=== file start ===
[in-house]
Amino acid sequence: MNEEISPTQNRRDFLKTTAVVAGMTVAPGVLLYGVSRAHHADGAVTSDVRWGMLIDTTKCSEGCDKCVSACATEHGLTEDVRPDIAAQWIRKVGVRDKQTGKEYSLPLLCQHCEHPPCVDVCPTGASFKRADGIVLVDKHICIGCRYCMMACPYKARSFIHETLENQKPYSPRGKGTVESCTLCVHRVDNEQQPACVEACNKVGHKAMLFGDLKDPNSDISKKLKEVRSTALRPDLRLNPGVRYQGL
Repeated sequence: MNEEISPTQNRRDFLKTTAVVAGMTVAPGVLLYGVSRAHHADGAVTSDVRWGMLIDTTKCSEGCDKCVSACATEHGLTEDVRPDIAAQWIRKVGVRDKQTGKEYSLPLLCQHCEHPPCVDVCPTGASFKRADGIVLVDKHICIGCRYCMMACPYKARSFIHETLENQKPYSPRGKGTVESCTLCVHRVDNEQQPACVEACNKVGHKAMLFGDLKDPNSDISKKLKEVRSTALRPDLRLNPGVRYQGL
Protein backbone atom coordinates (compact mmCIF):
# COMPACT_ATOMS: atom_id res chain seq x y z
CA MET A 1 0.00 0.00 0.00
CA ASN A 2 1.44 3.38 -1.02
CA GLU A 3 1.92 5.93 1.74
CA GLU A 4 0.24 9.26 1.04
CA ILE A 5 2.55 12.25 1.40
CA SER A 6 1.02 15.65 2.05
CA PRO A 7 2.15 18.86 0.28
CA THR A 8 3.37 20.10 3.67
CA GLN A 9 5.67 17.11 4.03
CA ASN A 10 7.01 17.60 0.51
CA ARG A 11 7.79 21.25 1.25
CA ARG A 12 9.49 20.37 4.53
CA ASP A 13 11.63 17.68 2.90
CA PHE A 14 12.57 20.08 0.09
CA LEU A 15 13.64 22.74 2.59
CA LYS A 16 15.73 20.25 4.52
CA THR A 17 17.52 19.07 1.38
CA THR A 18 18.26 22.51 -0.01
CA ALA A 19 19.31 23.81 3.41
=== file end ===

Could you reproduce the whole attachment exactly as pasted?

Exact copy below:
[in-house]
Amino acid sequence: MNEEISPTQNRRDFLKTTAVVAGMTVAPGVLLYGVSRAHHADGAVTSDVRWGMLIDTTKCSEGCDKCVSACATEHGLTEDVRPDIAAQWIRKVGVRDKQTGKEYSLPLLCQHCEHPPCVDVCPTGASFKRADGIVLVDKHICIGCRYCMMACPYKARSFIHETLENQKPYSPRGKGTVESCTLCVHRVDNEQQPACVEACNKVGHKAMLFGDLKDPNSDISKKLKEVRSTALRPDLRLNPGVRYQGL
Repeated sequence: MNEEISPTQNRRDFLKTTAVVAGMTVAPGVLLYGVSRAHHADGAVTSDVRWGMLIDTTKCSEGCDKCVSACATEHGLTEDVRPDIAAQWIRKVGVRDKQTGKEYSLPLLCQHCEHPPCVDVCPTGASFKRADGIVLVDKHICIGCRYCMMACPYKARSFIHETLENQKPYSPRGKGTVESCTLCVHRVDNEQQPACVEACNKVGHKAMLFGDLKDPNSDISKKLKEVRSTALRPDLRLNPGVRYQGL
Protein backbone atom coordinates (compact mmCIF):
# COMPACT_ATOMS: atom_id res chain seq x y z
CA MET A 1 0.00 0.00 0.00
CA ASN A 2 1.44 3.38 -1.02
CA GLU A 3 1.92 5.93 1.74
CA GLU A 4 0.24 9.26 1.04
CA ILE A 5 2.55 12.25 1.40
CA SER A 6 1.02 15.65 2.05
CA PRO A 7 2.15 18.86 0.28
CA THR A 8 3.37 20.10 3.67
CA GLN A 9 5.67 17.11 4.03
CA ASN A 10 7.01 17.60 0.51
CA ARG A 11 7.79 21.25 1.25
CA ARG A 12 9.49 20.37 4.53
CA ASP A 13 11.63 17.68 2.90
CA PHE A 14 12.57 20.08 0.09
CA LEU A 15 13.64 22.74 2.59
CA LYS A 16 15.73 20.25 4.52
CA THR A 17 17.52 19.07 1.38
CA THR A 18 18.26 22.51 -0.01
CA ALA A 19 19.31 23.81 3.41